Interview - A Journey Through Music: Part 1

Steve Taylor-Bryant playing drums

Steve Taylor-Bryant has been reflecting on his life. This week he is going to introduce you to the family and friends that have impacted on his musical being. Today it is, well, Steve Taylor-Bryant...

You get to a certain age and can't help but reflect back over your life. It's actually easy to do, in a general sense. What kind of upbringing you had, marriage and divorce, etc etc but, when you try and look at one single strand of your life journey, it gets quite tricky. Obviously, being a music and arts site boss, the music side interested me and I started to wonder how my tastes were formed, why I started playing an instrument (yes, drums and percussion DO count as musical instruments before any guitarists pipe up) and how much of an influential force were the people in my life on the musical side of my personality. I don't mean stars, although I am obviously influenced by quite a few, I mean the family and close friends that have impacted on my musical development. Then my mind got overactive as it tends to do and I started wondering what influenced the influencers.

Over the next few days I'm going to introduce you to my father and three close friends, all of whom are in some way or another responsible for part of my character. My father was a professional musician and my first teacher of life and its foibles and, along with mother, started this whole journey. Mike Headington is the singer and songwriter I spent the most time looking at the back of as he fronted the band I played in most. Steve Harris was part of my musical life at a time where I took a back seat from playing and changed tack, and Kneel Downe is one of my closest friends and one of the most passionate conversationalists when it's on the music subject. Each has made their own mark within music and used music to better themselves as well me. You'll learn about these fine folk by way of an interview and, whilst the questions may vary dependent on who they are, there are a few basics and, for you to understand why I've picked these people, you should probably know about my tastes and thoughts on music so for your (okay my) amusement here's me interviewing myself, with some input from Susan just so I am kept on my toes...

Where did your love of music originate?

My parents. Dad was a professional musician in the RAF and mum was a horn player in a brass band. Whilst we had TV every Sunday I remember us all sitting around to listen to the chart show on the radio and, when we loved a particular song, my dad would put it on cassette tape and made compilation albums for car journeys. We were stationed at RAF Rheindahlen in West Germany and one of my clearest memories was driving through East Germany on a road called 'The Corridor' on our way to the West controlled part of Berlin and listening to Phil Collins, Barbara Dickson and David Bowie, lots of Queen and Billy Joel with the odd concerto or piece of jazz thrown in for good measure.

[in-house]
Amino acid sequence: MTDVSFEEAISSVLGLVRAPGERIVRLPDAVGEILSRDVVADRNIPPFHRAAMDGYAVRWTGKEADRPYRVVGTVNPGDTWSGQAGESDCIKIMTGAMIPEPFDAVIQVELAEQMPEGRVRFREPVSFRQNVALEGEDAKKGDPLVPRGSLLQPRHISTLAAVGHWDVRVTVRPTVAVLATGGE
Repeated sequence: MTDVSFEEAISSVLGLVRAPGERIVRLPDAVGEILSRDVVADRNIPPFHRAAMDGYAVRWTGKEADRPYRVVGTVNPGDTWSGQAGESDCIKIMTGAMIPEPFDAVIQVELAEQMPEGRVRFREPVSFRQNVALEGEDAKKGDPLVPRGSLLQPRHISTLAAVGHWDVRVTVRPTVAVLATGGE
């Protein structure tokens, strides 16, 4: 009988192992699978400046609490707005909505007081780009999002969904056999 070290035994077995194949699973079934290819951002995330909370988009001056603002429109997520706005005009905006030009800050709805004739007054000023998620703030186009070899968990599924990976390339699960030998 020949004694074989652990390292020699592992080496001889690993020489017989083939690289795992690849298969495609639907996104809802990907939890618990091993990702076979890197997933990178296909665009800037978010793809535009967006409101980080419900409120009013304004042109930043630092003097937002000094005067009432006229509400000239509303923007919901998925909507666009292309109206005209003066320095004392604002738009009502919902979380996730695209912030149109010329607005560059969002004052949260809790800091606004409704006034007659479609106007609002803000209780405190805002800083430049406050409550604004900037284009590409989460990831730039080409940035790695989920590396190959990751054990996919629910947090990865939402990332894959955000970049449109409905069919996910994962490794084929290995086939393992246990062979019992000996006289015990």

What was the first single or album you bought?

The first album was Duran Duran's Seven and the Ragged Tiger on cassette. There had been a teachers strike but my teacher mother wasn't in the union (of the snake - sorry) so had to stay at work whilst myself and my sister were sent home. For a whole week I made sure my younger sister made it across the main road safely and the album was my reward. Single? That's a tough one as I genuinely don't remember. I know Janie's got a Gun by Aerosmith was my first 7" picture disc though.

Do you remember your first gig? And what's been the best one?

Of signed bands? On my own with no parents or grown ups? Ugly Kid Joe at the Bristol Bierkeller. My first in a band was drumming for a covers band in a pub called The London Inn in Weston which is where Mike discovered me. Best gig? That's a tough one! Large venue I'd probably say Guns n Roses 1992 at Wembley Stadium as Faith No More and Soundgarden were the support bands and I loved them as well. Smaller venue? Can't beat Jools Holland at the Colston Hall in Bristol. It was basically a really exciting jam night. Of my own gigs I have to say playing with Mike and March of Time in 1993 at a children's charity festival. It was my first experience of multi bands backstage and borrowing equipment and all excited to be there for free. We even bought our own entrance tickets to play. I also played in Weston Brass and at the Regional Championships and we won, allowing us to play in the Nationals. It's quite a big deal in the brass band world, think the FA Cup but for music.